Icon Color Replacement Fun with PowerShell

I like to keep interfaces simple and tend to use icons in my GUI designs. Recently, when making a PowerShell GUI to alert myself to alarm status changes in vCenter, I decided to reuse the same icon over and over for different statuses, but I made them meaningful by dynamically changing the color.

The Goal

My ultimate goal was to have 3 icons that were colored white, yellow and red.

white yellow red

How I did it

The first thing I did was search iconfinder for a free icon, and decided on this one:


Using paint.net, I determined that the base color of iconfinder’s server icon was #444444. Now what’s really cool about iconfinder, is they also offer the base64 code. As discussed in my earlier post, base64 can easily be used as icons and images in WPF forms.

So let’s take a look at what the code below executes to accomplish this task

  1. Loads WPF assemblies and sets base64 icon variable
  2. Creates a bitmapimage object to enable streaming of the base64 image
  3. Creates a colormap. Colormap is simple and just contains .OldColor and .NewColor.
  4. Passes colormap to an imageattribute which performs a SetRemapTable()
  5. Graphics.DrawImage draws an image based on these new imageattributes
  6. Saves the icon to variable for later use within the script ($iconwhite, $bmpwhite)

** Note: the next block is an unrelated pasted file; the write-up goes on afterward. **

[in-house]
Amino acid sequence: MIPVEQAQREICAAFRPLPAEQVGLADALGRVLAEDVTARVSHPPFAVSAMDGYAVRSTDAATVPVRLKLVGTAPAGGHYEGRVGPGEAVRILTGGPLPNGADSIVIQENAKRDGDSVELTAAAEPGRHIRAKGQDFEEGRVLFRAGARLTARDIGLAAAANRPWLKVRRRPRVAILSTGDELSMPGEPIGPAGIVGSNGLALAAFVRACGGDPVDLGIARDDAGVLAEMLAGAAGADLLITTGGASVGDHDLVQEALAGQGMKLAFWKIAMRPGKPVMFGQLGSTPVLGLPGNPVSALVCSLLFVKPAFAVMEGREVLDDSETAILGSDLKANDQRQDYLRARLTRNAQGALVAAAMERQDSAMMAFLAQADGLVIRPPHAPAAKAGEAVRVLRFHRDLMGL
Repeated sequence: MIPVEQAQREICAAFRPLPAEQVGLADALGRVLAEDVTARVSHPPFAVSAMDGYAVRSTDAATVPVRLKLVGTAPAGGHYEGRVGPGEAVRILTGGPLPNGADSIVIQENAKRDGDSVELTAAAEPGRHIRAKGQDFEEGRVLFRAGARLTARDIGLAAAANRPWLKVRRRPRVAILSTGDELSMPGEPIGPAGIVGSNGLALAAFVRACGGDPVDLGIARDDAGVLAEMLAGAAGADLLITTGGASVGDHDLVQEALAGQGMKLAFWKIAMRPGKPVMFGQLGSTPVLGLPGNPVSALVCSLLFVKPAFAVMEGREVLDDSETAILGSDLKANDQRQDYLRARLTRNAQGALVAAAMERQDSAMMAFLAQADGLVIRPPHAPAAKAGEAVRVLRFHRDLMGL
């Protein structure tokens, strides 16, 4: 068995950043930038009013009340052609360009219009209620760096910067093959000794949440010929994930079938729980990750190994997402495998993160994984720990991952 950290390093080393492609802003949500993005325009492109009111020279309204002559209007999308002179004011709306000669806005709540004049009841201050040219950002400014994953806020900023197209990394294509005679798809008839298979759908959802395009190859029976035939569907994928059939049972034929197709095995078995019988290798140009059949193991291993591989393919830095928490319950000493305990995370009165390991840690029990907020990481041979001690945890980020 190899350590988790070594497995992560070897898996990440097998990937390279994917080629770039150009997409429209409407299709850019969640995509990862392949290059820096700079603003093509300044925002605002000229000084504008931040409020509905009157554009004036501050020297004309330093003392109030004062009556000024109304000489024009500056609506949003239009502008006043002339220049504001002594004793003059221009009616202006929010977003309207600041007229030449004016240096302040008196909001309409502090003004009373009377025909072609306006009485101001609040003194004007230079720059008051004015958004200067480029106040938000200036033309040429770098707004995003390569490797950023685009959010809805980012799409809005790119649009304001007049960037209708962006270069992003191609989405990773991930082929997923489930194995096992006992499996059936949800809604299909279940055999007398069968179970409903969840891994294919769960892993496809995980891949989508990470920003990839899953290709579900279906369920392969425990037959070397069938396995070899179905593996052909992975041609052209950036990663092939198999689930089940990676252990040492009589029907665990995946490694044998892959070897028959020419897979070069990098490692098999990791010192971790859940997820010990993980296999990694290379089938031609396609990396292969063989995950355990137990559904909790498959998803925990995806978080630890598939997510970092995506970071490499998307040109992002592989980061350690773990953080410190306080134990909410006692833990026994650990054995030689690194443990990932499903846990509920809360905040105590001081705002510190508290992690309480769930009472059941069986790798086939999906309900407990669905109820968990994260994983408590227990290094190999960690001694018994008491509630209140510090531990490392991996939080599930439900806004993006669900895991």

7. Saves and opens the new icon so that you can confirm it worked.
  8. Do this for all colors within the newcolor array

This is high performance, and the total conversion time is less than 5 ms, which makes this technique efficient enough to use in all of your PowerShell GUI apps, if you’re so inclined :)

Chrissy is a PowerShell MVP who has worked in IT for nearly 20 years, and currently serves as a Sr. Database Engineer in Belgium. Always an avid scripter, she attended the Monad session at Microsoft’s Professional Developers Conference in Los Angeles back in 2005 and has worked and played with PowerShell ever since. Chrissy is currently pursuing an MS in Systems Engineering at Regis University and helps maintain RealCajunRecipes.com in her spare time. She holds a number of certifications, including those relating to SQL Server, SuSE Linux, SharePoint and network security. She recently became co-lead of the SQL PASS PowerShell Virtual Chapter. You can follow her on Twitter at @cl.

Posted in PowerShell, WPF

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